5 Meditation Exercises You Can Do At Work

Do you want to start a meditation habit, but can’t seem to find the time?

Meditation is proven to make you happier, less stressed, and more focused, meaning that a consistent practice can benefit just about anyone, regardless of your job or career. The trick is figuring out how to incorporate your meditation into a busy work-life.

So, in this post I want to share a few simple mindfulness exercises and meditations you can do at work. They’re designed to be short and silent, encouraging you to take a few moments to step back, even in the midst of a hectic day.

Related Post: Try these Spiritual Practices for Modern Life.

1. Take a Conscious Breath

Seriously, just take a breath.

Often, we get so caught up in the endless tasks and responsibilities we have each day that we forget to breathe. Developing an awareness of your breath is at the hear of most meditation techniques, but you don’t have to sit in lotus pose for 30 minutes in order to take advantage of it.

Your breath is with you all day, every day, but how often do you actually take a few seconds to pay attention to it? Do you even notice what your breath feels like, or how it changes as you move about your day?

Try this exercise on stepping back to breathe to get started.

2. Practice a Beginner’s Mind

A beginner’s mind is a Zen practice that helps you to approach every situation with a fresh perspective.

When you’re feeling stressed at work, it’s the perfect practice to help you to reset and begin anew with a clear head and open mind.

Click here for 10 activities you can use to practice a beginner’s mind, or see this post for 7 tips to maintain a Zen mind at work.

3. Create a Personal Mantra

Another great strategy you can use to bring meditation into your workplace is to use a personal mantra or idea for each day.

This doesn’t have to be complicated. Any word or phrase that resonates with you can work, whether it’s an emotion you’d like to feel or an inspiring quote that helps keep you upbeat.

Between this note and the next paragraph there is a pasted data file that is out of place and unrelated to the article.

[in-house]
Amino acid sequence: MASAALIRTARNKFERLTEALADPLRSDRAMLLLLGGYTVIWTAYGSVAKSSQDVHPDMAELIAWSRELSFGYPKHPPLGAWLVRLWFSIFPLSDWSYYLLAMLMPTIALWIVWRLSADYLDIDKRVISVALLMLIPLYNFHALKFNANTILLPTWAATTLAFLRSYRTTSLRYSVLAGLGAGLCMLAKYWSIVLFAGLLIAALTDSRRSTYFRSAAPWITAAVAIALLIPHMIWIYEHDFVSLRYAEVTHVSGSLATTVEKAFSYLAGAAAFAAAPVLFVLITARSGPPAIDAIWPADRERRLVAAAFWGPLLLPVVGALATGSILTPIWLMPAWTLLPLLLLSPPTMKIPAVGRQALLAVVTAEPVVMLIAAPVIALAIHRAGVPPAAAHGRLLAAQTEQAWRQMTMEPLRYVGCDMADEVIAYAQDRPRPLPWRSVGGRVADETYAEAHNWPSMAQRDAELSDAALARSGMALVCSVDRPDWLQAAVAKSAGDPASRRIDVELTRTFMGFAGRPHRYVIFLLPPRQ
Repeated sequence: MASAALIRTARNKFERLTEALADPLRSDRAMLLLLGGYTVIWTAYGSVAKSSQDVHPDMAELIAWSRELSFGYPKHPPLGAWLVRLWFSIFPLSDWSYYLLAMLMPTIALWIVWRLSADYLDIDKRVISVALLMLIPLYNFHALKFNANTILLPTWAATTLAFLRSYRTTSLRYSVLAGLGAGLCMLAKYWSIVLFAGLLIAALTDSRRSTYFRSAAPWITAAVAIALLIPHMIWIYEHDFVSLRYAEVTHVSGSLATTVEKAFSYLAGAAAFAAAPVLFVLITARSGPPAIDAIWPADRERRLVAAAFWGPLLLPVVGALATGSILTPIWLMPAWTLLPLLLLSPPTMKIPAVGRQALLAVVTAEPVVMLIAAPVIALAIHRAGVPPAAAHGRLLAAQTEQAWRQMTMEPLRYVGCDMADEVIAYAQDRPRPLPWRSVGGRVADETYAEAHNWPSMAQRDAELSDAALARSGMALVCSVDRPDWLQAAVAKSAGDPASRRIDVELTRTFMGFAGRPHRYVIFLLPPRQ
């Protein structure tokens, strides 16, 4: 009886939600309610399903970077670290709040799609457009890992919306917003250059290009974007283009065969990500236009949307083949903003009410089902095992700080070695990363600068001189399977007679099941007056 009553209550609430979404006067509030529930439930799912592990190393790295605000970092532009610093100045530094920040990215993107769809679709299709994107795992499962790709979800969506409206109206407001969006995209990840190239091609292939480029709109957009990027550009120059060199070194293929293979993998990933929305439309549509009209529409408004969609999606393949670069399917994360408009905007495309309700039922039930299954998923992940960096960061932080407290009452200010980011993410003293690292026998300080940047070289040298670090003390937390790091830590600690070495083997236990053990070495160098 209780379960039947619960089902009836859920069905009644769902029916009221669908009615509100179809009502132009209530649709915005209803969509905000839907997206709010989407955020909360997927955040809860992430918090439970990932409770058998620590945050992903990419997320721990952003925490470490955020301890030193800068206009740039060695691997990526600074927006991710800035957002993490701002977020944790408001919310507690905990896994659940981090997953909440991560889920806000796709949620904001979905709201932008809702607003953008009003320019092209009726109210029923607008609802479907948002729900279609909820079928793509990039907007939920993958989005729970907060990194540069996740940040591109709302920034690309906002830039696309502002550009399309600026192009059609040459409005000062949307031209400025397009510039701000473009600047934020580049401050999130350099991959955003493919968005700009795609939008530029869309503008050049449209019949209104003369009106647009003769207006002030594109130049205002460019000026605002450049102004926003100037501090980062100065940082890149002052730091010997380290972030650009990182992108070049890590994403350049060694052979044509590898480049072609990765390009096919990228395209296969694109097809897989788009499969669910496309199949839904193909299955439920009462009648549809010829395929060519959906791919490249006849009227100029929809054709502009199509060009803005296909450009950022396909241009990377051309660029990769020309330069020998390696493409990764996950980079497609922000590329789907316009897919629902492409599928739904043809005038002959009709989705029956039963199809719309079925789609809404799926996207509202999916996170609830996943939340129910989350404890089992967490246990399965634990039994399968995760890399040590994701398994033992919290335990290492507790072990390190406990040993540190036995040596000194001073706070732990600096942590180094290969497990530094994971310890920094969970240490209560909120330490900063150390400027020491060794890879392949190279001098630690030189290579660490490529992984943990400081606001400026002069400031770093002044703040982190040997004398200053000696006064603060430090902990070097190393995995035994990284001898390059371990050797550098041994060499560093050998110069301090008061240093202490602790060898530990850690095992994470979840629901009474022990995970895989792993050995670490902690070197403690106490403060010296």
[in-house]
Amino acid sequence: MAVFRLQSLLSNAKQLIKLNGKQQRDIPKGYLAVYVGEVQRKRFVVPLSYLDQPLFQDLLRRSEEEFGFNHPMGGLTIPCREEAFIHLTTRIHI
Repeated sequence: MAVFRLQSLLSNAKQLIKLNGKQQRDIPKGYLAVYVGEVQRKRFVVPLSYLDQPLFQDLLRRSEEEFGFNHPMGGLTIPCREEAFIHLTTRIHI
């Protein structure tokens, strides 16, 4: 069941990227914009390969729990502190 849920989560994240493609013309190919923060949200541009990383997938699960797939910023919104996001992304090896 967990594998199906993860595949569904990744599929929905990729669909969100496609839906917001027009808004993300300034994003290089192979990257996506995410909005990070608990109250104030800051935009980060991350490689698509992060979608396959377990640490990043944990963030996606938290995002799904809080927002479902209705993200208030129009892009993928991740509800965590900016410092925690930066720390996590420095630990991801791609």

All that you do is pick your phrase, and then try to remember to repeat it to yourself randomly throughout your day. Create a trigger that helps you remember the idea. For example, you might want to write a quote down on a paper and stick it in your pocket. Every time you reach for your keys, you’ll touch the paper and remember your mantra.

One of my favorites is simply to repeat the word “peace” silently to myself. I do this whenever I feel challenged, or face an uncomfortable situation. It helps me to re-center my energy and approach the next moment with a fresh start.

Learn more about mantra meditation.

4. Set Your Intention for Each Task

If you feel like you struggle to stay organized and focused on the tasks at hand, you can try a simple process of setting your intention.

To do this, just take a few seconds to step back and find your center. Then, before starting the next task, envision what it is you want to accomplish with it, and see yourself achieving that mini-goal. This will help you to focus on what’s important, and not get bogged down in distractions.

This is a process that Abraham Hicks calls segment intending, and it can be a really powerful way to “chunk” your day into smaller, more manageable segments.

For example, if you know that your email is always filled with an endless stream of notifications, memos, and “urgent” inquiries from your colleagues, before you dive in, take 30 seconds to close your eyes, and zoom-in on what you’re actually there to achieve. Taking this space can do wonders for your productivity, and is a great habit for achieving peak performance.

You can also use this process at the start of each day, to put yourself in the zone for the day ahead.

Check out these guidelines for setting daily intentions to learn more.

5. Start Meditating in 10 Minutes a Day

Even if you can’t find 20 or 30 minutes to meditate at home, there’s still a chance you could fit in a short 10 minute meditation. You could do this on your break at work, or sitting in your car right before you head into the office.

We’ve designed a 30-day program to help you fit exactly those scenarios, so you can click here to try the first meditation on getting started with the breath.

If you like that, register here for the full course to Quiet Your Mind in 30 Days.

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